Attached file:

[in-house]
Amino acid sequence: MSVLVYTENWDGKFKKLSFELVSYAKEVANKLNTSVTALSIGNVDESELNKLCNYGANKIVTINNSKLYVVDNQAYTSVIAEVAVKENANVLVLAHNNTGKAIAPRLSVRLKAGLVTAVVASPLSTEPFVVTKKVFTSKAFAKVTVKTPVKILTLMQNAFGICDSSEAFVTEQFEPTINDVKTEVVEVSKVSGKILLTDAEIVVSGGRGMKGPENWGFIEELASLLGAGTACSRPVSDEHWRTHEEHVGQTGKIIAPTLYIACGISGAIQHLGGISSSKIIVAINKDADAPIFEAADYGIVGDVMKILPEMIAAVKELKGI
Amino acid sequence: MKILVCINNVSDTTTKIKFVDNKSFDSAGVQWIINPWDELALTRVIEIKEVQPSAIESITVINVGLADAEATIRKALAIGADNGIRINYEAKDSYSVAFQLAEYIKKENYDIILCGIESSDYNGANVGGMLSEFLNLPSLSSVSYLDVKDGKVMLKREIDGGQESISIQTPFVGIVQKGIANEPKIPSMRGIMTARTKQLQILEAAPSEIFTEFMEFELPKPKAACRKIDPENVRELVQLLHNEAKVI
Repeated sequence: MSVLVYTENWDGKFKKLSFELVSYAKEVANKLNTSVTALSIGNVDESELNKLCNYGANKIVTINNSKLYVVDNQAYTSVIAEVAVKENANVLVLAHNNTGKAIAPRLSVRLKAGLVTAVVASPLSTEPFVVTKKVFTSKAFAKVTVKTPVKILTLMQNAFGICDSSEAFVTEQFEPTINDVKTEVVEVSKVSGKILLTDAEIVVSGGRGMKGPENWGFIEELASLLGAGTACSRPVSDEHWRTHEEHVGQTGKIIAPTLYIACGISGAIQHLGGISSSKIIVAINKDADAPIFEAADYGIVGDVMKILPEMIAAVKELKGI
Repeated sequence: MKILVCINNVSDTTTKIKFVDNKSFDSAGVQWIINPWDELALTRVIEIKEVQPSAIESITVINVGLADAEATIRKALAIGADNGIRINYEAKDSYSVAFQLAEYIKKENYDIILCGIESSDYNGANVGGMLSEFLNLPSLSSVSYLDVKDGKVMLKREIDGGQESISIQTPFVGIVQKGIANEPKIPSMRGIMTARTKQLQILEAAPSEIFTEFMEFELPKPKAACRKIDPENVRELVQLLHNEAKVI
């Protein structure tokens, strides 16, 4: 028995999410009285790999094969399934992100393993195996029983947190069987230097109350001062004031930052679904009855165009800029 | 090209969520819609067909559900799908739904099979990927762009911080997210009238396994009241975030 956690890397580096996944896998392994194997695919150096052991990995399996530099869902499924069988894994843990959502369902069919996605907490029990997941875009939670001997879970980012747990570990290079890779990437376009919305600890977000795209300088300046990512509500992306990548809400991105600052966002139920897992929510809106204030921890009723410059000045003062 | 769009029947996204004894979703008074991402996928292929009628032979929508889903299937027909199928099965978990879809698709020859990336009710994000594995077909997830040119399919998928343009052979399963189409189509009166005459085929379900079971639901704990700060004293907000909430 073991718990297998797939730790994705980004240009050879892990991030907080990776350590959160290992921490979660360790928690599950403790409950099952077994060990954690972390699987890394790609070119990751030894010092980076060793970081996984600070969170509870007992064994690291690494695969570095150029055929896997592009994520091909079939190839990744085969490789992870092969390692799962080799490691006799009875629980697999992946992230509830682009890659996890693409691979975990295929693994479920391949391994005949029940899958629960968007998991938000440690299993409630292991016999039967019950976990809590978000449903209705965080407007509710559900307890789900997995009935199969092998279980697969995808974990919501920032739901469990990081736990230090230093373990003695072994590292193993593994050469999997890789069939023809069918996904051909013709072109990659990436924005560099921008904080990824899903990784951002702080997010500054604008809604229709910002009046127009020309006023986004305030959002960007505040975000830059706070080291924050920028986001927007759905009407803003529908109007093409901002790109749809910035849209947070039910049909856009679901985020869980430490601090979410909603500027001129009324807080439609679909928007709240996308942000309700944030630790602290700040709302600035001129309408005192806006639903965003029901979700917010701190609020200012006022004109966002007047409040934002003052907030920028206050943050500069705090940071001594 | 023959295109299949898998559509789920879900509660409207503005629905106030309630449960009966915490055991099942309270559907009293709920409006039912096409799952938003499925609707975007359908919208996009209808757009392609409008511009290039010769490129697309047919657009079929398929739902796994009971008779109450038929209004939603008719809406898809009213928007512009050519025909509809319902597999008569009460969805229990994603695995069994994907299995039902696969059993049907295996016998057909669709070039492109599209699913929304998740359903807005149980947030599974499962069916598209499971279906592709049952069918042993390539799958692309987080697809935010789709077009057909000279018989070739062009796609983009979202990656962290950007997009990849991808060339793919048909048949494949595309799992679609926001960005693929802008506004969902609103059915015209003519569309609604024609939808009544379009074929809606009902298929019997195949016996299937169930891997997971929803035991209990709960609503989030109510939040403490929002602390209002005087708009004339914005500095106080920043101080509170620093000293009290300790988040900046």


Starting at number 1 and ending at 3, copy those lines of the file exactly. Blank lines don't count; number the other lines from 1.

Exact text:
[in-house]
Amino acid sequence: MSVLVYTENWDGKFKKLSFELVSYAKEVANKLNTSVTALSIGNVDESELNKLCNYGANKIVTINNSKLYVVDNQAYTSVIAEVAVKENANVLVLAHNNTGKAIAPRLSVRLKAGLVTAVVASPLSTEPFVVTKKVFTSKAFAKVTVKTPVKILTLMQNAFGICDSSEAFVTEQFEPTINDVKTEVVEVSKVSGKILLTDAEIVVSGGRGMKGPENWGFIEELASLLGAGTACSRPVSDEHWRTHEEHVGQTGKIIAPTLYIACGISGAIQHLGGISSSKIIVAINKDADAPIFEAADYGIVGDVMKILPEMIAAVKELKGI
Amino acid sequence: MKILVCINNVSDTTTKIKFVDNKSFDSAGVQWIINPWDELALTRVIEIKEVQPSAIESITVINVGLADAEATIRKALAIGADNGIRINYEAKDSYSVAFQLAEYIKKENYDIILCGIESSDYNGANVGGMLSEFLNLPSLSSVSYLDVKDGKVMLKREIDGGQESISIQTPFVGIVQKGIANEPKIPSMRGIMTARTKQLQILEAAPSEIFTEFMEFELPKPKAACRKIDPENVRELVQLLHNEAKVI